Are China and the Philippines Agreeing to Share the South China Sea?


In theory, any resource-sharing agreement should be consistent with both countries’ national as well as the 2016 international tribunal ruling at The Hague, which nullified much of China’s nine-dash line map claims to areas Manila views as its own.

The Philippine constitution bars any JDA with a foreign entity that refuses to acknowledge the country’s sovereignty within its Exclusive Economic Zone (EEZ).

Any JDA within China’s nine-dash line map will also potentially violate international law by legitimizing the Asian powerhouse’s excessive and expansive claims in adjacent waters.

According to the 2016 arbitral award ruling, the Philippines and China have no overlapping EEZs, thus it’s not clear what would be the legal basis for a fair and legitimate resource-sharing scheme in accordance to the provisions of the United Nations Convention on the Law of the Sea (UNCLOS).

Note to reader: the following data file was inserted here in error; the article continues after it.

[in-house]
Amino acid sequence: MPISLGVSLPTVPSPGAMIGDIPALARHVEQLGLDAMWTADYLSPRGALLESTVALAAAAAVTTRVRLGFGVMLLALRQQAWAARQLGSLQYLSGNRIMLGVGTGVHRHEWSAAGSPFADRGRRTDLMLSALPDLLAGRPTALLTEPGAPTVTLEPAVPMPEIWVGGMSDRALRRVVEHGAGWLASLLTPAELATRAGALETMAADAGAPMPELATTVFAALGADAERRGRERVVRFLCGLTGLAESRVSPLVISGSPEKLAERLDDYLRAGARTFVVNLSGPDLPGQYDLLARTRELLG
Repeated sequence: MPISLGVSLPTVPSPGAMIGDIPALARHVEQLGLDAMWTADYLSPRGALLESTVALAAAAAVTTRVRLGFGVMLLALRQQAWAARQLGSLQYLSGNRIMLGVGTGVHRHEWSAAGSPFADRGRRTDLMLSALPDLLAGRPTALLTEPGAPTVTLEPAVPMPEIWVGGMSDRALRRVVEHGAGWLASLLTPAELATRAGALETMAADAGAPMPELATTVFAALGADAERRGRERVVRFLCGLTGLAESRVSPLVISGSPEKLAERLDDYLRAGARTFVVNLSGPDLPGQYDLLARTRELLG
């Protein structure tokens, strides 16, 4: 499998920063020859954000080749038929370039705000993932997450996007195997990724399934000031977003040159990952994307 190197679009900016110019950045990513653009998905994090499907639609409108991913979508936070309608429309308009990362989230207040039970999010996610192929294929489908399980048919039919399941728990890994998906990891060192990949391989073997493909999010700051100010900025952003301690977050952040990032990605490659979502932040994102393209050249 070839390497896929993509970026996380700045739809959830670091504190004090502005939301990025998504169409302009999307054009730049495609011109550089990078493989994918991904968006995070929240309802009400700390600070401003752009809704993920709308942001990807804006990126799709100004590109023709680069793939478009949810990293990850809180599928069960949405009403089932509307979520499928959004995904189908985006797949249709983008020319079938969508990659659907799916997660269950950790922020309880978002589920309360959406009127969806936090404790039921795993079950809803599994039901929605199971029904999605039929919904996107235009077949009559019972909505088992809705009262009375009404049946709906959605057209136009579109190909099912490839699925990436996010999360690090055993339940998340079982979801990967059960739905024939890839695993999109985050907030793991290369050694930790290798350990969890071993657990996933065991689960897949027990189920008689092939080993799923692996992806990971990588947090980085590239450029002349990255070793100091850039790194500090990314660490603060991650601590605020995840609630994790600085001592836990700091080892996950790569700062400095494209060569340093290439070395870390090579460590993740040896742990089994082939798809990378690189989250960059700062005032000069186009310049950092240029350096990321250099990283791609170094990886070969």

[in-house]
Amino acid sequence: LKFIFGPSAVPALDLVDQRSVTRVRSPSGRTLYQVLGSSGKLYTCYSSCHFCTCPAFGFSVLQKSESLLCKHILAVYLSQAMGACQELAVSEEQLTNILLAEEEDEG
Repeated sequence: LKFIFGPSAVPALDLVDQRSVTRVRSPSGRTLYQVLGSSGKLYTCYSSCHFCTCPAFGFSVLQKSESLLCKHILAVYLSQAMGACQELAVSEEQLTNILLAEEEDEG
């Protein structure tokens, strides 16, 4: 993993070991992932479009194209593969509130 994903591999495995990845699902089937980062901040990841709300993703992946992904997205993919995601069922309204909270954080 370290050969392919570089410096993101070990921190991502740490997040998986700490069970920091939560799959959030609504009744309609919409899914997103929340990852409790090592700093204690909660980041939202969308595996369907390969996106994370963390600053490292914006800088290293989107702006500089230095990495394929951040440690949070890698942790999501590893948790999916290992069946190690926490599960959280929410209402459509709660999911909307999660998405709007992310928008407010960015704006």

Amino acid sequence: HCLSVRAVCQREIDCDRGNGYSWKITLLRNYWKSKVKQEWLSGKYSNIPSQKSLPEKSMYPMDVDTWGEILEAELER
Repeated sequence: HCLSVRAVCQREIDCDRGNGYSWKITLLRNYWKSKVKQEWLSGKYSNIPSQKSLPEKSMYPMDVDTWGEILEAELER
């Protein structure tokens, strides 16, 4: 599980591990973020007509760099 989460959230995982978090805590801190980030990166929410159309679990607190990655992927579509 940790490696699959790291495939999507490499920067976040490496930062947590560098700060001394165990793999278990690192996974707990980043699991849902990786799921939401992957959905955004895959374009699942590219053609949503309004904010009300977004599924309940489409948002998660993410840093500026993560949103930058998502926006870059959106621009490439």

Acting Supreme Court Chief Justice Antonio Carpio has described any resource-sharing agreement with China within Philippine waters as unconstitutional and potential grounds for Duterte’s impeachment. Leading defense officials also continue to ring alarm bells over China’s expanding military footprint in adjacent waters.

The two sides likely envision resource-sharing ventures similar to the Camago-Malampaya gas project, located off the coast of the Philippine island of Palawan in the South China Sea, where multinational energy giants Chevron and Shell are the lead investors.

One proposal is for the Philippine National Oil Company to subcontract CNOOC to develop energy resources in the nearby Calamian Islands, which lies outside the Philippines’ EEZ as well as China’s nine-dash line map.

The arrangement would seemingly clear most potential legal hurdles and seems politically viable. A similar arrangement, though more controversial, is being considered in neighboring Reed Bank, a potential site of huge untapped hydrocarbon resources.